That, and other news, in today’s Political Panorama.

With one day to go before Super Tuesday, it’s no longer about stump speeches and handshakes, but national media, and which candidate can come out ahead in all of the news media that will be showered on them today. Hillary Clinton appears to have the upper hand. She’s on "CBS Evening News with Katie Couric," hosts a townhall meeting on the Hallmark Channel and then does a guest spot on "Late Show with David Letterman." Plus she does "Entertainment Tonight," "Extra" and "Inside Edition." (Who said this wasn’t about entertainment and politics?) Barack Obama is on Wolf Blitzer and  Couric,  and, according to Time’s The Page,  will do  lots of radio.

But nothing grabs attention like a surprise, as Maria Shriver’s endorsement of Obama showed on Sunday.  She managed to upstage not only Bill Clinton’s visit to several black churches in Los Angeles, but Oprah Winfrey, making a return appearance to the campaign trail.

On or Off the Record:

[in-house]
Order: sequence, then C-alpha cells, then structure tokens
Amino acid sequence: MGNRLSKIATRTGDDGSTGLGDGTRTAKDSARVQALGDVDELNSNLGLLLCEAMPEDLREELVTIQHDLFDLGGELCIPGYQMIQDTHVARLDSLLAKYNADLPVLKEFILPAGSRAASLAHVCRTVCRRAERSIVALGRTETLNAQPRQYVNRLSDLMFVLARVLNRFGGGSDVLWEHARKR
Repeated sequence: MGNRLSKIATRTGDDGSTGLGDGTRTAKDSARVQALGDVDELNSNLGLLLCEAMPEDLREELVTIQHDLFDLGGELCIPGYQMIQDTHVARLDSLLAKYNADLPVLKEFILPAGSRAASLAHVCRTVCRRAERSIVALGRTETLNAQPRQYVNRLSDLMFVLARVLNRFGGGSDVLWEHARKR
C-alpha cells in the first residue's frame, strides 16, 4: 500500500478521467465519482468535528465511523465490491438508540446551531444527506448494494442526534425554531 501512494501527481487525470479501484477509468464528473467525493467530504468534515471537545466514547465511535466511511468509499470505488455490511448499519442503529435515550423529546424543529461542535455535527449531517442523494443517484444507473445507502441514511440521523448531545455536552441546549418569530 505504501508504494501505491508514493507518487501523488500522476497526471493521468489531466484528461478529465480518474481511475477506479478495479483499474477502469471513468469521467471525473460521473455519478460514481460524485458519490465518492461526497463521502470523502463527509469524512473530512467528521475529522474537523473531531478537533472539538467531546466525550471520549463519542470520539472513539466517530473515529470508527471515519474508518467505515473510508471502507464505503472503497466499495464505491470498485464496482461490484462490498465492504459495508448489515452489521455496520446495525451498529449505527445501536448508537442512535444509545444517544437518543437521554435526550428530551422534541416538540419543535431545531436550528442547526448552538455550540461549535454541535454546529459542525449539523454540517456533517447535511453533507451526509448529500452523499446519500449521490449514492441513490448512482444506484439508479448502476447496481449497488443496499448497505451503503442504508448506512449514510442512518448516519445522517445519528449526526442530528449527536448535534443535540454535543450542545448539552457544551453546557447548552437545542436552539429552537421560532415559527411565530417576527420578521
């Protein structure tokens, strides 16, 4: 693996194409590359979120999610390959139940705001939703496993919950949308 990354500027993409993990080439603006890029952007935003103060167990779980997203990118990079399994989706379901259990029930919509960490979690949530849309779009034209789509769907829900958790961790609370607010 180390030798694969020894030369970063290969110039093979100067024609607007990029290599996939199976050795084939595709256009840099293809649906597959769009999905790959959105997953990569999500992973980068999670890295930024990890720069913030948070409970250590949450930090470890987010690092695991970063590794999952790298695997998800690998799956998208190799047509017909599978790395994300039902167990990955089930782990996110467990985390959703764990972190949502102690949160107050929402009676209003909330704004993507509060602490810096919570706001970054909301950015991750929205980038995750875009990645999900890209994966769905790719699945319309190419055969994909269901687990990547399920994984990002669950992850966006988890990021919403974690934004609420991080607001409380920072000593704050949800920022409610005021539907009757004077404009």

There’s tension between the Obama campaign and the press over when conversations with Obama are on or off the record, particularly when the candidate schmoozes reporters on the campaign plane, reports the Politico’s Michael Calderone. "We’re not on the plane, in my view, to have private talks with presidential candidates," said the New York Times’ Jeff Zeleny. "We’re here to report what they are saying and give our readers a better idea of their campaigns and their candidacies." Similar questions have been raised on the Clinton side.

The Murdoch Chill:
Rupert Murdoch contributed to Hillary Clinton’s campaign, but his relationship with the candidate appears to have soured, reports the New York Times’ David Carr.   

Coulter Explains: Why she’s for Hillary.

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